In the battle between “old” (bricks and mortar) and “new” (online) retail, few will survive although according to the market, the winner couldn’t be more clear.
As BofA’s Savita Subramanian writes in her latest relative value cheat sheet report, “retailers compete for share of the total consumer wallet, and it is old news that online retailers have continued to take share from traditional brick and mortar retailers.” Nowhere is this more obvious than in the near-50x multiple point forward P/E spread between “New” (65x) and “Old” (17x) Retail, which is close to a record high (Chart 1). New Retail’s multiple expansion has pushed the P/E of the overall retail group to another near record high of 26x.
In the context of the broader market, this puts retailers at a 46% premium to the S&P – more than double the historical average premium of 17%.
Why the gaping disconnect?
There are two possible explanation: i) the market may be ascribing too much growth to the online group, or ii) is double-counting future profits by giving full credit to New Retail for market share gains without taking it away from Old Retail. However, in a surprising twist, BofA calculates that assuming a reversion to the historical 17% market premium for the total retail group, “one-fourth of the total group’s future earnings (or one-third of Old Retail’s future earnings) may be being double-counted.”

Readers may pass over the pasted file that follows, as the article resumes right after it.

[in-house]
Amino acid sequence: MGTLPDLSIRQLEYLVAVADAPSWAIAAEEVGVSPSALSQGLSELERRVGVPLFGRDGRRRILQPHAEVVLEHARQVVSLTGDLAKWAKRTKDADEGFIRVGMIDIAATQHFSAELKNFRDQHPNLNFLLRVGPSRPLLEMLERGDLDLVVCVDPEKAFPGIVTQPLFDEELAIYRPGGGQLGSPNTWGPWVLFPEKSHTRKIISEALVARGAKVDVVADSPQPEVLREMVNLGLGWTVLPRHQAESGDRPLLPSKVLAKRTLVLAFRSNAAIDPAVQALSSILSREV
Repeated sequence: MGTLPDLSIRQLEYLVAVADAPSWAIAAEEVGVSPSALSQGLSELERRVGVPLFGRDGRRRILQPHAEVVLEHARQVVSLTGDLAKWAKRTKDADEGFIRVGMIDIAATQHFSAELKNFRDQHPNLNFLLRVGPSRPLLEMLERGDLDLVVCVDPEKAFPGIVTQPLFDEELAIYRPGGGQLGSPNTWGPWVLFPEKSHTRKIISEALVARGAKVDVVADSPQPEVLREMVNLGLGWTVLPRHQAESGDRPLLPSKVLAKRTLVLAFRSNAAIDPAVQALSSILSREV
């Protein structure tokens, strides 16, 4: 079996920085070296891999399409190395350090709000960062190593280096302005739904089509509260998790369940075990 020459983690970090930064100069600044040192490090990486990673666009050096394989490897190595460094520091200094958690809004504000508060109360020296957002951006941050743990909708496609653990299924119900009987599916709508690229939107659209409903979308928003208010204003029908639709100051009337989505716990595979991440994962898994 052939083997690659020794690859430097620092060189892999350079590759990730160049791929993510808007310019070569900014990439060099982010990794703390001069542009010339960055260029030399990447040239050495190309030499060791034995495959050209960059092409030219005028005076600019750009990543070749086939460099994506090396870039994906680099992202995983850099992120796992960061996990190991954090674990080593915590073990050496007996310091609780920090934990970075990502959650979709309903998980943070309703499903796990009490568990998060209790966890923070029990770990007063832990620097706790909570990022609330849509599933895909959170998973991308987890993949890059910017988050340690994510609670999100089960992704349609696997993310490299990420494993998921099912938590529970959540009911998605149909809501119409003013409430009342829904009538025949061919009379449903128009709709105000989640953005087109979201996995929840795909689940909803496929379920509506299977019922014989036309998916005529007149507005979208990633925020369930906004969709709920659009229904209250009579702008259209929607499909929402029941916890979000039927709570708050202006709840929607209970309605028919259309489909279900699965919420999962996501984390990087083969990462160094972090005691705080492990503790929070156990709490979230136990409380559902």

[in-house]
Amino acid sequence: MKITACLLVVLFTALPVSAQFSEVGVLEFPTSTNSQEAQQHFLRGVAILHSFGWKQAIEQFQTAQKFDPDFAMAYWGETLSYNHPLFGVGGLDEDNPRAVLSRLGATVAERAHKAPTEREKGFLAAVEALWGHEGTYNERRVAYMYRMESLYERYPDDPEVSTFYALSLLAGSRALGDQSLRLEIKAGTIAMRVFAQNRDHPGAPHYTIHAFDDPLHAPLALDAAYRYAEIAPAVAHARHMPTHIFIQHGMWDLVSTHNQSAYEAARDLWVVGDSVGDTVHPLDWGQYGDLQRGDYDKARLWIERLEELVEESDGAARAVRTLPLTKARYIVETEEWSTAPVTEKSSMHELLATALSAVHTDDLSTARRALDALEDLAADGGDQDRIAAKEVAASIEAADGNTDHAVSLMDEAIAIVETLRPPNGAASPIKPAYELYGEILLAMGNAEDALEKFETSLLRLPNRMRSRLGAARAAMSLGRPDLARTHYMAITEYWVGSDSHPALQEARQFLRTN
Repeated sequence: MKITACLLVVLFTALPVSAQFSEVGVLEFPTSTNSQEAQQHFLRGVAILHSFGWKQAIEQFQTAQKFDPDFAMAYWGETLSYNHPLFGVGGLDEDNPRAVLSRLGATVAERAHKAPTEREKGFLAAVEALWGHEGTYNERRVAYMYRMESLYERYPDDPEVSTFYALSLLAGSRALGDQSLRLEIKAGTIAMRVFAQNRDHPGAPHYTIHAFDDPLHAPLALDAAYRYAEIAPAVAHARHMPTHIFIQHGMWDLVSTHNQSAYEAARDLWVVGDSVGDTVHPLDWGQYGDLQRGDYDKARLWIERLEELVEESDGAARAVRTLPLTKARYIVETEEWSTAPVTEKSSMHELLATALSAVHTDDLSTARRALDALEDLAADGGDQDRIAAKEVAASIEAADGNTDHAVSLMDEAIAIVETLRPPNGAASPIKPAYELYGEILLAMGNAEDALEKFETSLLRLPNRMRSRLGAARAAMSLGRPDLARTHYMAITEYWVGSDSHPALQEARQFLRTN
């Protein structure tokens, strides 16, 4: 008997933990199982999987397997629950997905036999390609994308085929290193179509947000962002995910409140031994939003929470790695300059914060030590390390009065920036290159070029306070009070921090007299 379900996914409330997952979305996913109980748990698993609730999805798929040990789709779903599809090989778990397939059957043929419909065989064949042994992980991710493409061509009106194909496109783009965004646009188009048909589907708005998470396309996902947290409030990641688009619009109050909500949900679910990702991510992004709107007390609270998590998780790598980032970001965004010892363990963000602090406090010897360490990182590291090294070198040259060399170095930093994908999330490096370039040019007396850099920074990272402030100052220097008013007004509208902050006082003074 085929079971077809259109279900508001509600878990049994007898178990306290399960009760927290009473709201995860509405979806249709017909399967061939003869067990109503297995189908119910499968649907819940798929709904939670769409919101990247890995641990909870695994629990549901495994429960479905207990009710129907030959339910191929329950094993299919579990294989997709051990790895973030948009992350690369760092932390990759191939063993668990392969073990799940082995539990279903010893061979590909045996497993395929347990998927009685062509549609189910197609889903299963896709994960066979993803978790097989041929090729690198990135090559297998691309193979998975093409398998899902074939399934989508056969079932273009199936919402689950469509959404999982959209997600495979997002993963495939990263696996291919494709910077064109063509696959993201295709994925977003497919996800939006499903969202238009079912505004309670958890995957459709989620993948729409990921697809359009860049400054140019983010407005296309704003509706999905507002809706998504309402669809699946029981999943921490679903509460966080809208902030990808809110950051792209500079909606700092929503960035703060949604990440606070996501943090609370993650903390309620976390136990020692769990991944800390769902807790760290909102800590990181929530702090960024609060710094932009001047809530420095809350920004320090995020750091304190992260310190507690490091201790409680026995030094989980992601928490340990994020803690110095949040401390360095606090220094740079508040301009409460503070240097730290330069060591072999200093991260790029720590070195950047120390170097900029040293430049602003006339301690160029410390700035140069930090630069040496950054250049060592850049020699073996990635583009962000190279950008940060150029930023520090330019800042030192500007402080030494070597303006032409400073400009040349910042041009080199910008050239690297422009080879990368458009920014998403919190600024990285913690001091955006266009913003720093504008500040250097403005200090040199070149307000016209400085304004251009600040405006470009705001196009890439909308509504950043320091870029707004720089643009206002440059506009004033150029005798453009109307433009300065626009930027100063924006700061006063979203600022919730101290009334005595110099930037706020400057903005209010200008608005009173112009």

Looking at it another way, if the market is fairly discounting the combined group’s future earnings potential, based on the overall retail group’s current P/E of 26x, then given that New Retail makes up nearly half of the combined market cap today, it should also make up half of the total group’s future earnings potential vs. just 18% of current earnings that it represents today. That implies that 35% of Old Retail’s current earnings would eventually need to shift to New Retail.
Taking this one step further, since “new” retail is mostly Amazon, what BofA is suggesting, is that just based on current valuation, the market is either flat out wrong, which would hurt “online” retailer earnings, or it is already pricing in one company (AMZN) generating half the earnings of the entire sector, which may not be the definition of a monopoly, but is getting perilously close, if only for Jeff Bezos.